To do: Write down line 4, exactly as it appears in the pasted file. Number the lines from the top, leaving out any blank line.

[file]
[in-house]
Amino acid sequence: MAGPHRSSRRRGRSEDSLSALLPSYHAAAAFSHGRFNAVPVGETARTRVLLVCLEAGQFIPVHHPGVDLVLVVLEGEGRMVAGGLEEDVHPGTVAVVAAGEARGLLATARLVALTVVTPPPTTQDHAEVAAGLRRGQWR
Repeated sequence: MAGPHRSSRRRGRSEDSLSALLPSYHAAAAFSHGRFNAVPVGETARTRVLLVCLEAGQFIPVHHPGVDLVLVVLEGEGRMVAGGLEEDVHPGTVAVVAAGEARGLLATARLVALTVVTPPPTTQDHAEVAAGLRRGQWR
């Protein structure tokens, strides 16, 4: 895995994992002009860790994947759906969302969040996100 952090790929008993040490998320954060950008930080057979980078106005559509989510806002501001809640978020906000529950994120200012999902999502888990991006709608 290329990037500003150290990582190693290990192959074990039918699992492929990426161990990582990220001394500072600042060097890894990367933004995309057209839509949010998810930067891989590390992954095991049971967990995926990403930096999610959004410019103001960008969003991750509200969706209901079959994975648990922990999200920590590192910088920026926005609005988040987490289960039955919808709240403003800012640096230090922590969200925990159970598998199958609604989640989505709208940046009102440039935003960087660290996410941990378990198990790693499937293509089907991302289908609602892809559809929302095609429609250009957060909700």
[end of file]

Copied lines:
């Protein structure tokens, strides 16, 4: 895995994992002009860790994947759906969302969040996100 952090790929008993040490998320954060950008930080057979980078106005559509989510806002501001809640978020906000529950994120200012999902999502888990991006709608 290329990037500003150290990582190693290990192959074990039918699992492929990426161990990582990220001394500072600042060097890894990367933004995309057209839509949010998810930067891989590390992954095991049971967990995926990403930096999610959004410019103001960008969003991750509200969706209901079959994975648990922990999200920590590192910088920026926005609005988040987490289960039955919808709240403003800012640096230090922590969200925990159970598998199958609604989640989505709208940046009102440039935003960087660290996410941990378990198990790693499937293509089907991302289908609602892809559809929302095609429609250009957060909700």